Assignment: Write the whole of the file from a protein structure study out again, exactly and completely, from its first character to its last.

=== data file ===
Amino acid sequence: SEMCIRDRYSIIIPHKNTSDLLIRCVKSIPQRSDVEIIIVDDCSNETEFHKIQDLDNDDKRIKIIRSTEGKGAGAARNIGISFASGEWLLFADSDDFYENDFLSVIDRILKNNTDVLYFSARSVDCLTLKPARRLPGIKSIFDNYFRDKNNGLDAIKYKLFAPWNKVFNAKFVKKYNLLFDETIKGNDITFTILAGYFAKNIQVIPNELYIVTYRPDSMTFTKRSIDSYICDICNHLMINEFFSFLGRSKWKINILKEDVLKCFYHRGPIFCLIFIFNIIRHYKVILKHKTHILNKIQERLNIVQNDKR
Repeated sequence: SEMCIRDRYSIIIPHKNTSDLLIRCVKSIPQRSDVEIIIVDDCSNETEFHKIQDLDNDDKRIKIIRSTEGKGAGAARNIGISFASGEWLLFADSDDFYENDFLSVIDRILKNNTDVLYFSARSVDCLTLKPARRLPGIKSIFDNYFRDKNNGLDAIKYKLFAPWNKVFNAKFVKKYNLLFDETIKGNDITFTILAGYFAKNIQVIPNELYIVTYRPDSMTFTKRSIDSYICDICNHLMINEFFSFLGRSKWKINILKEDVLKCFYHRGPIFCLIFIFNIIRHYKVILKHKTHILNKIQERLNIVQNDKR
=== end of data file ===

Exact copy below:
Amino acid sequence: SEMCIRDRYSIIIPHKNTSDLLIRCVKSIPQRSDVEIIIVDDCSNETEFHKIQDLDNDDKRIKIIRSTEGKGAGAARNIGISFASGEWLLFADSDDFYENDFLSVIDRILKNNTDVLYFSARSVDCLTLKPARRLPGIKSIFDNYFRDKNNGLDAIKYKLFAPWNKVFNAKFVKKYNLLFDETIKGNDITFTILAGYFAKNIQVIPNELYIVTYRPDSMTFTKRSIDSYICDICNHLMINEFFSFLGRSKWKINILKEDVLKCFYHRGPIFCLIFIFNIIRHYKVILKHKTHILNKIQERLNIVQNDKR
Repeated sequence: SEMCIRDRYSIIIPHKNTSDLLIRCVKSIPQRSDVEIIIVDDCSNETEFHKIQDLDNDDKRIKIIRSTEGKGAGAARNIGISFASGEWLLFADSDDFYENDFLSVIDRILKNNTDVLYFSARSVDCLTLKPARRLPGIKSIFDNYFRDKNNGLDAIKYKLFAPWNKVFNAKFVKKYNLLFDETIKGNDITFTILAGYFAKNIQVIPNELYIVTYRPDSMTFTKRSIDSYICDICNHLMINEFFSFLGRSKWKINILKEDVLKCFYHRGPIFCLIFIFNIIRHYKVILKHKTHILNKIQERLNIVQNDKR